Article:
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  • 51.
    Sanchez, Carmen Cobo
    et al.
    KTH, School of Chemical Science and Engineering (CHE), Fibre and Polymer Technology.
    Wåhlander, Martin
    KTH, School of Chemical Science and Engineering (CHE), Fibre and Polymer Technology.
    Taylor, Nathaniel
    KTH, School of Electrical Engineering (EES), Electromagnetic Engineering.
    Fogelström, Linda
    KTH, School of Chemical Science and Engineering (CHE), Fibre and Polymer Technology.
    Malmström, Eva
    KTH, School of Chemical Science and Engineering (CHE), Fibre and Polymer Technology.
    Novel Nanocomposites of Poly(lauryl methacrylate)-Grafted Al2O3 Nanoparticles in LDPE2015In: ACS Applied Materials and Interfaces, ISSN 1944-8244, E-ISSN 1944-8252, Vol. 7, no 46, p. 25669-25678Article in journal (Refereed)
    Abstract [en]

    Aluminum oxide nanoparticles (NPs) were surface-modified by poly(lauryl methacrylate) (PLMA) using surface-initiated atom-transfer radical polymerization (SI-ATRP) of lauryl methacrylate. Nanocomposites were obtained by mixing the grafted NPs in a low-density polyethylene (LDPE) matrix in different ratios. First, the NPs were silanized with different aminosilanes, (3-aminopropyl)triethoxysilane, and 3-aminopropyl(diethoxy)methylsilane (APDMS). Subsequently, a-BiB, an initiator for SI-ATRP, was attached to the amino groups, showing higher immobilization ratios for APDMS and confirming that fewer self-condensation reactions between silanes took place. In a third step SI-ATRP of LMA at different times was performed to render PLMA-grafted NPs (NP-PLMAs), showing good control of the polymerization. Reactions were conducted for 20 to 60 min, obtaining a range of molecular weights between 23?000 and 83?000 g/mol, as confirmed by size-exclusion chromoatography of the cleaved grafts. Nanocomposites of NP-PLMAs at low loadings in LDPE were prepared by extrusion. At low loadings, 0.5 wt % of inorganic content, the second yield point, storage, and loss moduli increased significantly, suggesting an improved interphase as an effect of the PLMA grafts. These observations were also confirmed by an increase in transparency of the nanocomposite films. At higher loadings, 1 wt % of inorganics, the increasing amount of PLMA gave rise to the formation of small aggregates, which may explain the loss of mechanical properties. Finally, dielectric measurements were performed, showing a decrease in tan d values for LDPE-NP-PLMAs, as compared to the nanocomposites containing unmodified NP, thus indicating an improved interphase between the NPs and LDPE.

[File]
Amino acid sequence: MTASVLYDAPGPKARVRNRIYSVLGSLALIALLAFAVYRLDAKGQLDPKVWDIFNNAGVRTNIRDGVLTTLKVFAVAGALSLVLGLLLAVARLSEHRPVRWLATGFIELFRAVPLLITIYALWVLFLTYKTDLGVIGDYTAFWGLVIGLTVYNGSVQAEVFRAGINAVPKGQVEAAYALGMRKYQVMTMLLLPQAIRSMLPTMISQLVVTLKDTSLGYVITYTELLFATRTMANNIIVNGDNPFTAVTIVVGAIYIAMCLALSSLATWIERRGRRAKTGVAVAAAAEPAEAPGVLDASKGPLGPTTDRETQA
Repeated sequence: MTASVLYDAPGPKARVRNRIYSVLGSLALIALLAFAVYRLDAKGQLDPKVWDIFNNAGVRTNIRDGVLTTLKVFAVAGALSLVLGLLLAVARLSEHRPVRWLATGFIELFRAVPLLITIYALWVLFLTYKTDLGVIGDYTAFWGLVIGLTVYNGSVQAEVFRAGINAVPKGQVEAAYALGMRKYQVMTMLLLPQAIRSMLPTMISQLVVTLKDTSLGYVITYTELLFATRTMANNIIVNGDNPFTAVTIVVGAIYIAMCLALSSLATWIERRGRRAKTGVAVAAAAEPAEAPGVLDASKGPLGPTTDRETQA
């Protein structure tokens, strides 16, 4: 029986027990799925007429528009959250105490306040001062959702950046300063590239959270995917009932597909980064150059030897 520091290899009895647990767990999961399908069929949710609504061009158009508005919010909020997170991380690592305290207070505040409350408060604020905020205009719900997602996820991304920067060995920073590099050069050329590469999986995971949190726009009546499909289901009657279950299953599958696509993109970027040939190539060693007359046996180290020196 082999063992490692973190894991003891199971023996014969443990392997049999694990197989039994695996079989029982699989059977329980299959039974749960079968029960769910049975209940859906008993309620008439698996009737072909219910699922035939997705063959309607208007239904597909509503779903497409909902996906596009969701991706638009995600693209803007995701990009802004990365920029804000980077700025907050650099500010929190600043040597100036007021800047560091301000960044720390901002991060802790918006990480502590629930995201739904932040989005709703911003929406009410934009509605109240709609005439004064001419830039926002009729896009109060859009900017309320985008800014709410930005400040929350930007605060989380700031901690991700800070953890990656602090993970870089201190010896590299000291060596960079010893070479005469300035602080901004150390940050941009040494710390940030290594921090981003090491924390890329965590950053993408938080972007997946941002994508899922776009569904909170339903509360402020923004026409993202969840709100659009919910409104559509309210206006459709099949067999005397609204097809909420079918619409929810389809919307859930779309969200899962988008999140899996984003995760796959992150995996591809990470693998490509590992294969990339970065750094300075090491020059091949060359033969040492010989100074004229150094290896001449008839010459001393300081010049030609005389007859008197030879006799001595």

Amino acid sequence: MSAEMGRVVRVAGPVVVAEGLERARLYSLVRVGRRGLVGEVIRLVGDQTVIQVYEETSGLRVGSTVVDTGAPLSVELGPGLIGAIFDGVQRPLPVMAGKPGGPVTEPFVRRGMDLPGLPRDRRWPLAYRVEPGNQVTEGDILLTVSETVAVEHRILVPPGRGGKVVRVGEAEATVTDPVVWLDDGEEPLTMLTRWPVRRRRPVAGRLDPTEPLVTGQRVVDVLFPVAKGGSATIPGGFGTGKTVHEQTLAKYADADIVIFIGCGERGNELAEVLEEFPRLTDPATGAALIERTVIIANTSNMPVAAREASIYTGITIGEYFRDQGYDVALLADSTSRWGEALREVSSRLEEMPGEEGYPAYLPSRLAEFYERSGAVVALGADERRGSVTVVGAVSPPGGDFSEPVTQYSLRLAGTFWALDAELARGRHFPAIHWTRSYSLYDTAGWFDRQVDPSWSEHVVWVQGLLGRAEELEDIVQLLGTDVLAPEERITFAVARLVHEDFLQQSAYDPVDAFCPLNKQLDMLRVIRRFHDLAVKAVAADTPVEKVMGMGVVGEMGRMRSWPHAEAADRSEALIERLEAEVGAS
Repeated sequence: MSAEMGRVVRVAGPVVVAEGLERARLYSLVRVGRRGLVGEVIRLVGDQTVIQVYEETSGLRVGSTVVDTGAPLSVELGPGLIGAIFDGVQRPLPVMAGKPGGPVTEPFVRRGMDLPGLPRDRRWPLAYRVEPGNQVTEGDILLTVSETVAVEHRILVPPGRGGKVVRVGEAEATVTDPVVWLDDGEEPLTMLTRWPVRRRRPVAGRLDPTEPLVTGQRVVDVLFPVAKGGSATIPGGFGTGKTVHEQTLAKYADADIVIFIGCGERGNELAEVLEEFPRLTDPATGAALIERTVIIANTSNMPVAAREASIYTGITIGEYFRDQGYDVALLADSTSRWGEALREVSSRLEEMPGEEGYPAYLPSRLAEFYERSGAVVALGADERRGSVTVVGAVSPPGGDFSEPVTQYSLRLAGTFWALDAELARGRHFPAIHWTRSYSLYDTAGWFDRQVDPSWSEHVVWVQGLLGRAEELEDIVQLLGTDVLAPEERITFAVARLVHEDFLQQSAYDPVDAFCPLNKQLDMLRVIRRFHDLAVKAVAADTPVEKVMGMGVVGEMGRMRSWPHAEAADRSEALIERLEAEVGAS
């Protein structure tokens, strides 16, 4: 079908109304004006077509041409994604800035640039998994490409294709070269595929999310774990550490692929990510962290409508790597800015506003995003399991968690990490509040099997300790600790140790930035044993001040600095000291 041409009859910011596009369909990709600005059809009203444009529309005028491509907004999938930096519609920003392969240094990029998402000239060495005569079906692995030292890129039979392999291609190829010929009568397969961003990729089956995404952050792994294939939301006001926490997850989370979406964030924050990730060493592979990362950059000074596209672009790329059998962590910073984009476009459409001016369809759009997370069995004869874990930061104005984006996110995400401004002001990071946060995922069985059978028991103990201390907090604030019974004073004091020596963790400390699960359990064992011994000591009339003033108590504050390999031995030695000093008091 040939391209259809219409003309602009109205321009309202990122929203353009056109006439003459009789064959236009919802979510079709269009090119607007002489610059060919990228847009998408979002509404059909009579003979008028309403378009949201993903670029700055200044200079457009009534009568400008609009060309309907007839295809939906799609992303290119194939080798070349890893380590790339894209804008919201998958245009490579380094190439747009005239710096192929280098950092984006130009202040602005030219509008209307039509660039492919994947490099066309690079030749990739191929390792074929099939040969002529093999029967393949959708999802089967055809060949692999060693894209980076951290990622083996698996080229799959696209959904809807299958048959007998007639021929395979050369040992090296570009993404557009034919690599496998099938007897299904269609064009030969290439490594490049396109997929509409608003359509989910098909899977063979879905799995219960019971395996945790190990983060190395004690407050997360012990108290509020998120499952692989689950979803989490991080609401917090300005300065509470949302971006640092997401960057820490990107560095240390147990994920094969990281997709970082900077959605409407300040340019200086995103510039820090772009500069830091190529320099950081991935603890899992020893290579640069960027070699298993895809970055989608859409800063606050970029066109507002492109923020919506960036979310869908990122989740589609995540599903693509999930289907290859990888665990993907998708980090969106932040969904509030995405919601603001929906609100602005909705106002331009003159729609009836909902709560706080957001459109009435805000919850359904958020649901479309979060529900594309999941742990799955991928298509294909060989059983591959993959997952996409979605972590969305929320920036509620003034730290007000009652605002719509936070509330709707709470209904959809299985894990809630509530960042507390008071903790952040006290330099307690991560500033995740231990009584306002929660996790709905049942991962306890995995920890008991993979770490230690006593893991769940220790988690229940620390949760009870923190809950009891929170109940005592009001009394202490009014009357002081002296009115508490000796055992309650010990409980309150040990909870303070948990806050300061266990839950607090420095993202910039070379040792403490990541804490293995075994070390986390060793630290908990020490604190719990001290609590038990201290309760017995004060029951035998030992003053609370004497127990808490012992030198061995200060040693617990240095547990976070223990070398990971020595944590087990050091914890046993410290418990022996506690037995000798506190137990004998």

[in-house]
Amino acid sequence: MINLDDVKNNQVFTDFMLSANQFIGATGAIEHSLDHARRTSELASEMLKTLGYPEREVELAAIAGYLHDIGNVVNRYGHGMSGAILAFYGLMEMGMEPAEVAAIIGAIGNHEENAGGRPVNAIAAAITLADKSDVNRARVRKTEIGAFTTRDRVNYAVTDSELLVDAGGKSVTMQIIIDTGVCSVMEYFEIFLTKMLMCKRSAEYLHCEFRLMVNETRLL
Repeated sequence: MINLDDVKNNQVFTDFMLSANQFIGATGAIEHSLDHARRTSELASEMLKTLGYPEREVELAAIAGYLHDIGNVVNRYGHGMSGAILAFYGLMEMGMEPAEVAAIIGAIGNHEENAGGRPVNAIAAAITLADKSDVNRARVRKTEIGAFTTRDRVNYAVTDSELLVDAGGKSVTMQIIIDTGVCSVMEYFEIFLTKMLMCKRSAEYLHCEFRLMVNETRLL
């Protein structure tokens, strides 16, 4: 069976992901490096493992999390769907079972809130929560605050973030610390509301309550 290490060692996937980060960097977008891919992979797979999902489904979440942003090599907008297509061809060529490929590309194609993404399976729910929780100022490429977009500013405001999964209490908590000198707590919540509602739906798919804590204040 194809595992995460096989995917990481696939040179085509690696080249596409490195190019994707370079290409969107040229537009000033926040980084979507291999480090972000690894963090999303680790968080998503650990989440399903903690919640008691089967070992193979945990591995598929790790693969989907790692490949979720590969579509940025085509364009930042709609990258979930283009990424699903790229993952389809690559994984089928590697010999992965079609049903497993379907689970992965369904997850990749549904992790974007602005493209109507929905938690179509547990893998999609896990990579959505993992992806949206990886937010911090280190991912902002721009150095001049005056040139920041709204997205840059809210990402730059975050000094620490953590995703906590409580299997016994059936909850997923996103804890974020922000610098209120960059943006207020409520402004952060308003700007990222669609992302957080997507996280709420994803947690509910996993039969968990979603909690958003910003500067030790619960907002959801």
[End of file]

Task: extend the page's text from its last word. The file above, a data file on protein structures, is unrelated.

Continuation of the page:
• 52.
    Stamm, Arne
    et al.
    KTH, Centres, Science for Life Laboratory, SciLifeLab. KTH, School of Engineering Sciences in Chemistry, Biotechnology and Health (CBH), Fibre- and Polymer Technology, Coating Technology.
    Biundo, Antonino
    KTH, School of Engineering Sciences in Chemistry, Biotechnology and Health (CBH), Fibre- and Polymer Technology, Coating Technology. KTH, Centres, Science for Life Laboratory, SciLifeLab.
    Schmidt, Björn
    KTH, School of Engineering Sciences in Chemistry, Biotechnology and Health (CBH), Fibre- and Polymer Technology. KTH, Centres, Science for Life Laboratory, SciLifeLab.
    Brücher, Jörg
    Holmen AB, Dev, S-89180 Östersund, Sweden.
    Lundmark, Stefan
    Perstorp AB, Innovat, Perstorp Ind Pk, S-28480 Perstorp, Sweden.
    Olsén, Peter
    KTH, School of Engineering Sciences in Chemistry, Biotechnology and Health (CBH), Fibre- and Polymer Technology.
    Fogelström, Linda
    KTH, School of Engineering Sciences in Chemistry, Biotechnology and Health (CBH), Fibre- and Polymer Technology, Coating Technology. KTH, School of Engineering Sciences in Chemistry, Biotechnology and Health (CBH), Centres, Wallenberg Wood Science Center.
    Malmström, Eva
    KTH, School of Engineering Sciences in Chemistry, Biotechnology and Health (CBH), Fibre- and Polymer Technology, Coating Technology. KTH, School of Engineering Sciences in Chemistry, Biotechnology and Health (CBH), Centres, Wallenberg Wood Science Center.
    Bornscheuer, Uwe T
    Ernst Moritz Arndt Univ Greifswald, Inst Biochem, Dept Biotechnol & Enzyme Catalysis, Felix Hausdorff Str 4, D-17487 Greifswald, Germany.
    Syrén, Per-Olof
    KTH, Centres, Science for Life Laboratory, SciLifeLab. KTH, School of Engineering Sciences in Chemistry, Biotechnology and Health (CBH), Fibre- and Polymer Technology, Coating Technology. KTH, School of Engineering Sciences in Chemistry, Biotechnology and Health (CBH), Centres, Wallenberg Wood Science Center. KTH, School of Engineering Sciences in Chemistry, Biotechnology and Health (CBH), Protein Science.
    A retrobiosynthesis-based route to generate pinene-derived polyesters2019In: ChemBioChem (Print), ISSN 1439-4227, E-ISSN 1439-7633, Vol. 20, p. 1664-1671Article in journal (Refereed)
    Abstract [en]